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Indexed/Abstracted in: BIOSIS Previews, Current Contents/Clinical Medicine, EMBASE, PubMed/MEDLINE, Science Citation Index Expanded (SciSearch), Scopus
Impact Factor 1,632
Online ISSN 1827-191X
Riesenman P. J., Farber M. A.
Division of Vascular Surgery Department of Surgery University of North Carolina Hospitals Chapel Hill, NC, USA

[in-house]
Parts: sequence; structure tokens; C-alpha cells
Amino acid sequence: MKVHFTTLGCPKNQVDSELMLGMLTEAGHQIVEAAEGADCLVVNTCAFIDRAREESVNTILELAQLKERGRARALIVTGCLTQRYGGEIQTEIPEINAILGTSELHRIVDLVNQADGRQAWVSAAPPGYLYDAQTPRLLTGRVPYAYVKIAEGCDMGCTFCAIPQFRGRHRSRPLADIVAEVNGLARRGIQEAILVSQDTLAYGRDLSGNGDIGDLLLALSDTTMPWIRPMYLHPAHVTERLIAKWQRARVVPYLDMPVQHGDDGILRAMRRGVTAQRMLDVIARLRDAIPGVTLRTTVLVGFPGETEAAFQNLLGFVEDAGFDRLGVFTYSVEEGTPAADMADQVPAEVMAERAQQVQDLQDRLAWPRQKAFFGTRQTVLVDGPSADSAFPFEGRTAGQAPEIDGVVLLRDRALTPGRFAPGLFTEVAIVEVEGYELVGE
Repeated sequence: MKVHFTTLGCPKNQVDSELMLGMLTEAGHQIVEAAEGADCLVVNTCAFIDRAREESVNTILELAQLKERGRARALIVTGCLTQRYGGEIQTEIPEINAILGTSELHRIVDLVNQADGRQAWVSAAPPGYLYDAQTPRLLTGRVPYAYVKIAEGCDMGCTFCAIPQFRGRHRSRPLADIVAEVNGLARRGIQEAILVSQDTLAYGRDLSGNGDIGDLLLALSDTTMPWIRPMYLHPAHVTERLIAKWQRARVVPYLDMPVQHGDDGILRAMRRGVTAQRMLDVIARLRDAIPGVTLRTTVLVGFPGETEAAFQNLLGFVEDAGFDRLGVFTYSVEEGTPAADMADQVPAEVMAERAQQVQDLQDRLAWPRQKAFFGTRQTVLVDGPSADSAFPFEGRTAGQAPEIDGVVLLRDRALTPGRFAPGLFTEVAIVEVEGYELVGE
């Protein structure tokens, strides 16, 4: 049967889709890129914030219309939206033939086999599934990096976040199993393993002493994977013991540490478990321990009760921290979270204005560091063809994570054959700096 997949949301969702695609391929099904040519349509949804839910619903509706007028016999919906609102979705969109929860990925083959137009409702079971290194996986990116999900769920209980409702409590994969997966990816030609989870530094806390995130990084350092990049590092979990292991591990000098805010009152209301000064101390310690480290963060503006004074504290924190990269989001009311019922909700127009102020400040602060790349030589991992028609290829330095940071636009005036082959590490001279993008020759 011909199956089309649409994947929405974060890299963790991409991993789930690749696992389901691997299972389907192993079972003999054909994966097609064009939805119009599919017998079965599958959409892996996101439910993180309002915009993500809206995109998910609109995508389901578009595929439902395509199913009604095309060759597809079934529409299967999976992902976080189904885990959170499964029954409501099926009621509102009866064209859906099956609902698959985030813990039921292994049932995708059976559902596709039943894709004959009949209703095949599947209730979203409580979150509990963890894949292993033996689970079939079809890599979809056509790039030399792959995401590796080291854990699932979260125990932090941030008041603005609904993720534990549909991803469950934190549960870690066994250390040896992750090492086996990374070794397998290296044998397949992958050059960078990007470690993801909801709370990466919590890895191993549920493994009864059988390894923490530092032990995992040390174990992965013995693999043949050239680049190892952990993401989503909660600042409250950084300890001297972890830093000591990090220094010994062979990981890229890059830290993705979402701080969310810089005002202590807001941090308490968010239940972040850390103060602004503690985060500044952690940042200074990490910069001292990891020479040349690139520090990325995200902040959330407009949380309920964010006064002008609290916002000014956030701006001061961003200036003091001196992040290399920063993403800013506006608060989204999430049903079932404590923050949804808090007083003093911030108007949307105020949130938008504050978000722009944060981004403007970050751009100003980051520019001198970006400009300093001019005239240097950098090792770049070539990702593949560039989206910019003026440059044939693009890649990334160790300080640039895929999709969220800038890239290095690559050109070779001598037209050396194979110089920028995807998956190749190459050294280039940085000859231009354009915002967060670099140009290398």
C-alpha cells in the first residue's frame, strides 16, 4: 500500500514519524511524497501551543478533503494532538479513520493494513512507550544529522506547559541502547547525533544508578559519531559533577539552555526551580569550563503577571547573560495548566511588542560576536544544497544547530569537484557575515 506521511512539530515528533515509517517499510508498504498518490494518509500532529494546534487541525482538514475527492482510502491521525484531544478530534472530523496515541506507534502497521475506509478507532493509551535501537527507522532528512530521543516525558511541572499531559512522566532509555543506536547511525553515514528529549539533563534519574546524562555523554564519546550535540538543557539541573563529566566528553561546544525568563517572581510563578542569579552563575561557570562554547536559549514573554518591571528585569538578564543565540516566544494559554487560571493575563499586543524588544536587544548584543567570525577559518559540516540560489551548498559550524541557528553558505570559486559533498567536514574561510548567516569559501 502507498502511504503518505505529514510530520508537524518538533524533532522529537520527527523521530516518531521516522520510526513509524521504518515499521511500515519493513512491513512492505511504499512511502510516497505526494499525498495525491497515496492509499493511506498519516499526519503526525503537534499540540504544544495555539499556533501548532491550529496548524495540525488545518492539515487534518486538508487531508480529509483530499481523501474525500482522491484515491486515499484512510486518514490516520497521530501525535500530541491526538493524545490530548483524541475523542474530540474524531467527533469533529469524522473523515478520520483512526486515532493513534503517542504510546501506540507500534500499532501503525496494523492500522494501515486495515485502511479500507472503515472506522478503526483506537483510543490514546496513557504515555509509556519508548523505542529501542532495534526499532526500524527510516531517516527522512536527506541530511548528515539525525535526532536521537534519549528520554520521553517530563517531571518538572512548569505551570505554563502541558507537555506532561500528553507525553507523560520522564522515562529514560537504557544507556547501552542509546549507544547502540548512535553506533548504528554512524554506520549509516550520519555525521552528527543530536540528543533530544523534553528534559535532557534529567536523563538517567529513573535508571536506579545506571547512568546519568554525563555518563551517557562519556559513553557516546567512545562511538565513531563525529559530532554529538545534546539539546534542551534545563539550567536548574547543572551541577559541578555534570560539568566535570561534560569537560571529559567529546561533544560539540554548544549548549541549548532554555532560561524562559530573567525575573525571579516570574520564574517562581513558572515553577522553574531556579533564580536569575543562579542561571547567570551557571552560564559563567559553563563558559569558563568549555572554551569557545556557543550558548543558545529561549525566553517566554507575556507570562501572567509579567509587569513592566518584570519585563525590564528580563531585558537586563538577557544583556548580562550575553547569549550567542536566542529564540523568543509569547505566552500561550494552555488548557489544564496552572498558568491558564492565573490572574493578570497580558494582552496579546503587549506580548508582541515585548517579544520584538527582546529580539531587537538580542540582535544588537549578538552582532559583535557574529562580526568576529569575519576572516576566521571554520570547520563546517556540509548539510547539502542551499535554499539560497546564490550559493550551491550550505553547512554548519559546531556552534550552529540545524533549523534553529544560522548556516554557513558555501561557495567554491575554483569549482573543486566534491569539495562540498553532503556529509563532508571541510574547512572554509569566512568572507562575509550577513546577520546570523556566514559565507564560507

Acute traumatic thoracic aortic transection is a devastating injury that often occurs in the context of multiple associated traumatic injuries. Patients who survive the initial trauma and present to the hospital experience progressive hospital mortality and remain at risk for rupture of the contained injury. Conventional open surgical repair is regarded as a definitive form of treatment with long-term durability. Unfortunately, the stress subjected upon the multitrauma patient during the operative intervention is believed to contribute to considerable operative morbidity and mortality. Despite advancements in the management and treatment of this condition, hospital and operative mortality remains high. Thoracic endovascular aortic repair (TEVAR) has emerged as a viable alterative to conventional open repair for the treatment of these injuries. This less invasive form of therapy allows for a rapid stabilization of the aortic disruption without subjecting the patient to the physiologic stress of a major operative intervention. This may potentially translate into reductions in associated operative mortality and morbidity for this condition. This review highlights some of the anatomic and technical considerations regarding endovascular repair of traumatic thoracic aortic injuries, and reviews reported outcomes.